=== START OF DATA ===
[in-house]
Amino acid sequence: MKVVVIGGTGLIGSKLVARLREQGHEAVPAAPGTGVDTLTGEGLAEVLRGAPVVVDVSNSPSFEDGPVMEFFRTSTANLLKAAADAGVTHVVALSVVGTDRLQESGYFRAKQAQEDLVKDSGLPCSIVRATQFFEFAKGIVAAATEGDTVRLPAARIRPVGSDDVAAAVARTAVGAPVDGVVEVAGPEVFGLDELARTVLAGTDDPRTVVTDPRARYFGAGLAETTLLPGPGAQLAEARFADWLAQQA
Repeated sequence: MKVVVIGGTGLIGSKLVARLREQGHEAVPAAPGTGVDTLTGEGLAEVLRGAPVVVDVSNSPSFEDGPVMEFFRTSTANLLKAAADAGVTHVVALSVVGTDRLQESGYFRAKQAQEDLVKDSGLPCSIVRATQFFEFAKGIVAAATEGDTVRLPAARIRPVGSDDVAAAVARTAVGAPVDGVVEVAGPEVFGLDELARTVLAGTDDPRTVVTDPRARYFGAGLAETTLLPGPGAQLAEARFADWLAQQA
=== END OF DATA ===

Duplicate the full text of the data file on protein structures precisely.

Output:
[in-house]
Amino acid sequence: MKVVVIGGTGLIGSKLVARLREQGHEAVPAAPGTGVDTLTGEGLAEVLRGAPVVVDVSNSPSFEDGPVMEFFRTSTANLLKAAADAGVTHVVALSVVGTDRLQESGYFRAKQAQEDLVKDSGLPCSIVRATQFFEFAKGIVAAATEGDTVRLPAARIRPVGSDDVAAAVARTAVGAPVDGVVEVAGPEVFGLDELARTVLAGTDDPRTVVTDPRARYFGAGLAETTLLPGPGAQLAEARFADWLAQQA
Repeated sequence: MKVVVIGGTGLIGSKLVARLREQGHEAVPAAPGTGVDTLTGEGLAEVLRGAPVVVDVSNSPSFEDGPVMEFFRTSTANLLKAAADAGVTHVVALSVVGTDRLQESGYFRAKQAQEDLVKDSGLPCSIVRATQFFEFAKGIVAAATEGDTVRLPAARIRPVGSDDVAAAVARTAVGAPVDGVVEVAGPEVFGLDELARTVLAGTDDPRTVVTDPRARYFGAGLAETTLLPGPGAQLAEARFADWLAQQA